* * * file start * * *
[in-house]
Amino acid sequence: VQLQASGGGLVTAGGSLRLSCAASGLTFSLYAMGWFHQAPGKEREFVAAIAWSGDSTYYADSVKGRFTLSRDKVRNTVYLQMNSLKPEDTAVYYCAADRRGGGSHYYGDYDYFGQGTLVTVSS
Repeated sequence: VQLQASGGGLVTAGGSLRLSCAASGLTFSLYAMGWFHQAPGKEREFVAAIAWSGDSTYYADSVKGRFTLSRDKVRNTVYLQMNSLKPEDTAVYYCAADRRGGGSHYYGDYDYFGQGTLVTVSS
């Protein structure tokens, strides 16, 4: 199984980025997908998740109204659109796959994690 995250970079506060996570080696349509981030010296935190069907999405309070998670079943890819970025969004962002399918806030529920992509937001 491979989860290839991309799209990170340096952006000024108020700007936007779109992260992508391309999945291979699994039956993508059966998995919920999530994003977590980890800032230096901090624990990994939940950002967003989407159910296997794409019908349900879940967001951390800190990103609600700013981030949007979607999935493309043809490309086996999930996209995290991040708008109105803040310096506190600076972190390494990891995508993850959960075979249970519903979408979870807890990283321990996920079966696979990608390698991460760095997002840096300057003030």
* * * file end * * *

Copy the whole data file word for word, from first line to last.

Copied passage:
[in-house]
Amino acid sequence: VQLQASGGGLVTAGGSLRLSCAASGLTFSLYAMGWFHQAPGKEREFVAAIAWSGDSTYYADSVKGRFTLSRDKVRNTVYLQMNSLKPEDTAVYYCAADRRGGGSHYYGDYDYFGQGTLVTVSS
Repeated sequence: VQLQASGGGLVTAGGSLRLSCAASGLTFSLYAMGWFHQAPGKEREFVAAIAWSGDSTYYADSVKGRFTLSRDKVRNTVYLQMNSLKPEDTAVYYCAADRRGGGSHYYGDYDYFGQGTLVTVSS
């Protein structure tokens, strides 16, 4: 199984980025997908998740109204659109796959994690 995250970079506060996570080696349509981030010296935190069907999405309070998670079943890819970025969004962002399918806030529920992509937001 491979989860290839991309799209990170340096952006000024108020700007936007779109992260992508391309999945291979699994039956993508059966998995919920999530994003977590980890800032230096901090624990990994939940950002967003989407159910296997794409019908349900879940967001951390800190990103609600700013981030949007979607999935493309043809490309086996999930996209995290991040708008109105803040310096506190600076972190390494990891995508993850959960075979249970519903979408979870807890990283321990996920079966696979990608390698991460760095997002840096300057003030």